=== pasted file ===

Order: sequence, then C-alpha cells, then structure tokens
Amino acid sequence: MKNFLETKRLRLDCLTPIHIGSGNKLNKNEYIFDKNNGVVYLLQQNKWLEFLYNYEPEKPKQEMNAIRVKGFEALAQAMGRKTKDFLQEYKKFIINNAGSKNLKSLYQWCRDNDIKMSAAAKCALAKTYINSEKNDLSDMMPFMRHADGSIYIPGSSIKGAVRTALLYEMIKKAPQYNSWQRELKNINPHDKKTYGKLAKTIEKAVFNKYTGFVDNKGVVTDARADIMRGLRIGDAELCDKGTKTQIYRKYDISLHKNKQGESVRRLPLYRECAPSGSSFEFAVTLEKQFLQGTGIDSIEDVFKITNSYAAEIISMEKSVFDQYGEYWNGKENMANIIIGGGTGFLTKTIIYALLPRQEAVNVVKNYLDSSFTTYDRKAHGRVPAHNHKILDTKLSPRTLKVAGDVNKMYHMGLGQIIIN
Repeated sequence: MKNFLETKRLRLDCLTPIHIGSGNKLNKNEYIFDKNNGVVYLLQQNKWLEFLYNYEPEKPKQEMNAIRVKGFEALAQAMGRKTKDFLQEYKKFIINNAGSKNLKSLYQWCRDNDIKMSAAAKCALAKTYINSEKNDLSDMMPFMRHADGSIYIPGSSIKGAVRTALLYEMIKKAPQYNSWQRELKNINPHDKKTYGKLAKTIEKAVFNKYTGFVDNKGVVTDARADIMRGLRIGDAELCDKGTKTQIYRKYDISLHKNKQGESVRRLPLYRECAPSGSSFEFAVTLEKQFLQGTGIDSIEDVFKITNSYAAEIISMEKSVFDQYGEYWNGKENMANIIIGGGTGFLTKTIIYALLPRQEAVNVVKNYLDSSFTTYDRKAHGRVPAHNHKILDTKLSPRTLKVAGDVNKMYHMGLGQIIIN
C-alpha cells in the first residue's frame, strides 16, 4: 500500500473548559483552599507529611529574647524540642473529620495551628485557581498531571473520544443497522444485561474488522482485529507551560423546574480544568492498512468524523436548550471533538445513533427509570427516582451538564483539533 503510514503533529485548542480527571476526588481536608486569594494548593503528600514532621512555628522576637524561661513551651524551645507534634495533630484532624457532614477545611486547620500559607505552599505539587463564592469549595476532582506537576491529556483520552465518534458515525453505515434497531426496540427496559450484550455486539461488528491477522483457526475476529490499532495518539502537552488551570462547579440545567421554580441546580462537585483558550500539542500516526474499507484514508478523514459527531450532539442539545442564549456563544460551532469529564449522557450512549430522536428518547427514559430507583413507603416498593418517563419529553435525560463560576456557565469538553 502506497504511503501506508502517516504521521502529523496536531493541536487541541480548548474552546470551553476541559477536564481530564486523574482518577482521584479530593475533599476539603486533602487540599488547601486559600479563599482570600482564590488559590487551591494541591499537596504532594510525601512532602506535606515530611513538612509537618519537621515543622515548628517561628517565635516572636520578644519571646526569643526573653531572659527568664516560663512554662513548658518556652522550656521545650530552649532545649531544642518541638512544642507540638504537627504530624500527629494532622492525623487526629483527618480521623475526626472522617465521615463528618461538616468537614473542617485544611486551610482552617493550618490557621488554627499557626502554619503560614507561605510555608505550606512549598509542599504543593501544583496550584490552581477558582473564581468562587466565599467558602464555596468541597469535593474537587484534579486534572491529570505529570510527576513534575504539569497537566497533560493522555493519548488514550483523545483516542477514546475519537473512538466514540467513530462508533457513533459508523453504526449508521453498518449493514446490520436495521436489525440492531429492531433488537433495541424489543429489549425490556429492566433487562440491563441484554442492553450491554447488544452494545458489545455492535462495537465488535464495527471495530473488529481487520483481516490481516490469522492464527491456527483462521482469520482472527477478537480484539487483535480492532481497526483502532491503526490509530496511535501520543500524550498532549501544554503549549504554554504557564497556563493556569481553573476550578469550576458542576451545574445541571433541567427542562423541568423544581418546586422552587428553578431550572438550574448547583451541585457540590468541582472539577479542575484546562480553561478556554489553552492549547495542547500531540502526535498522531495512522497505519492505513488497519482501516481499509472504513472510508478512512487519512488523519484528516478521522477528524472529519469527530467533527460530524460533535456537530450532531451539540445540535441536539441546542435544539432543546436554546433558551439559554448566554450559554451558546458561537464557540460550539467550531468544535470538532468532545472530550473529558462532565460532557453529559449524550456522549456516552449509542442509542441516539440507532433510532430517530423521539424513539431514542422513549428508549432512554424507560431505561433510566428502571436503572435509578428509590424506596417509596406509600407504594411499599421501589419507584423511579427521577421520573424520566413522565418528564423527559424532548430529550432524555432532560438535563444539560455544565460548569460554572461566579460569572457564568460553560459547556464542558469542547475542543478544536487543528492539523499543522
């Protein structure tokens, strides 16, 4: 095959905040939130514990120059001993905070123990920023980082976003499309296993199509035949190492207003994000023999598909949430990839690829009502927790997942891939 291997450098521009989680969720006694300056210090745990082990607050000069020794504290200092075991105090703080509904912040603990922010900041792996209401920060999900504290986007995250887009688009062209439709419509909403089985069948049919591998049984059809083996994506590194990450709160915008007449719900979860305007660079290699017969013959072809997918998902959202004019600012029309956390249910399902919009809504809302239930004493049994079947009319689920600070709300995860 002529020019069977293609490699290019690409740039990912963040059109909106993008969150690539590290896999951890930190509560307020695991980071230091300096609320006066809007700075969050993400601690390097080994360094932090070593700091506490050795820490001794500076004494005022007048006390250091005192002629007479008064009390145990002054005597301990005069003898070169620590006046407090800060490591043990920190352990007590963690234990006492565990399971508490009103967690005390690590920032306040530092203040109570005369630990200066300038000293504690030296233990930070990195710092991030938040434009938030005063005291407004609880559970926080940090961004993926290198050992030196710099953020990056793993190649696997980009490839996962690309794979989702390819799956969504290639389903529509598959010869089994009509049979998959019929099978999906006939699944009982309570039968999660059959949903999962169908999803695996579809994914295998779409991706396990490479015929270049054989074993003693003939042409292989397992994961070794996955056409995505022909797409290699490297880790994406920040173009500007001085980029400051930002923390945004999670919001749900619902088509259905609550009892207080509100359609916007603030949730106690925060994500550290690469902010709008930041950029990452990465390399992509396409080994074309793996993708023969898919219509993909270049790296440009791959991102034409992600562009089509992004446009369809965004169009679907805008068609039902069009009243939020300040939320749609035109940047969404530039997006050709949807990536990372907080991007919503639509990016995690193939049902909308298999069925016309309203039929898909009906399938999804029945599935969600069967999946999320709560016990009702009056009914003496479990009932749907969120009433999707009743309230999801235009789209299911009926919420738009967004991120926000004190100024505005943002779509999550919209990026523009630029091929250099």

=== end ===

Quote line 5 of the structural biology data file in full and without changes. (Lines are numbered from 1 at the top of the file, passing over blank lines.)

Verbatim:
């Protein structure tokens, strides 16, 4: 095959905040939130514990120059001993905070123990920023980082976003499309296993199509035949190492207003994000023999598909949430990839690829009502927790997942891939 291997450098521009989680969720006694300056210090745990082990607050000069020794504290200092075991105090703080509904912040603990922010900041792996209401920060999900504290986007995250887009688009062209439709419509909403089985069948049919591998049984059809083996994506590194990450709160915008007449719900979860305007660079290699017969013959072809997918998902959202004019600012029309956390249910399902919009809504809302239930004493049994079947009319689920600070709300995860 002529020019069977293609490699290019690409740039990912963040059109909106993008969150690539590290896999951890930190509560307020695991980071230091300096609320006066809007700075969050993400601690390097080994360094932090070593700091506490050795820490001794500076004494005022007048006390250091005192002629007479008064009390145990002054005597301990005069003898070169620590006046407090800060490591043990920190352990007590963690234990006492565990399971508490009103967690005390690590920032306040530092203040109570005369630990200066300038000293504690030296233990930070990195710092991030938040434009938030005063005291407004609880559970926080940090961004993926290198050992030196710099953020990056793993190649696997980009490839996962690309794979989702390819799956969504290639389903529509598959010869089994009509049979998959019929099978999906006939699944009982309570039968999660059959949903999962169908999803695996579809994914295998779409991706396990490479015929270049054989074993003693003939042409292989397992994961070794996955056409995505022909797409290699490297880790994406920040173009500007001085980029400051930002923390945004999670919001749900619902088509259905609550009892207080509100359609916007603030949730106690925060994500550290690469902010709008930041950029990452990465390399992509396409080994074309793996993708023969898919219509993909270049790296440009791959991102034409992600562009089509992004446009369809965004169009679907805008068609039902069009009243939020300040939320749609035109940047969404530039997006050709949807990536990372907080991007919503639509990016995690193939049902909308298999069925016309309203039929898909009906399938999804029945599935969600069967999946999320709560016990009702009056009914003496479990009932749907969120009433999707009743309230999801235009789209299911009926919420738009967004991120926000004190100024505005943002779509999550919209990026523009630029091929250099």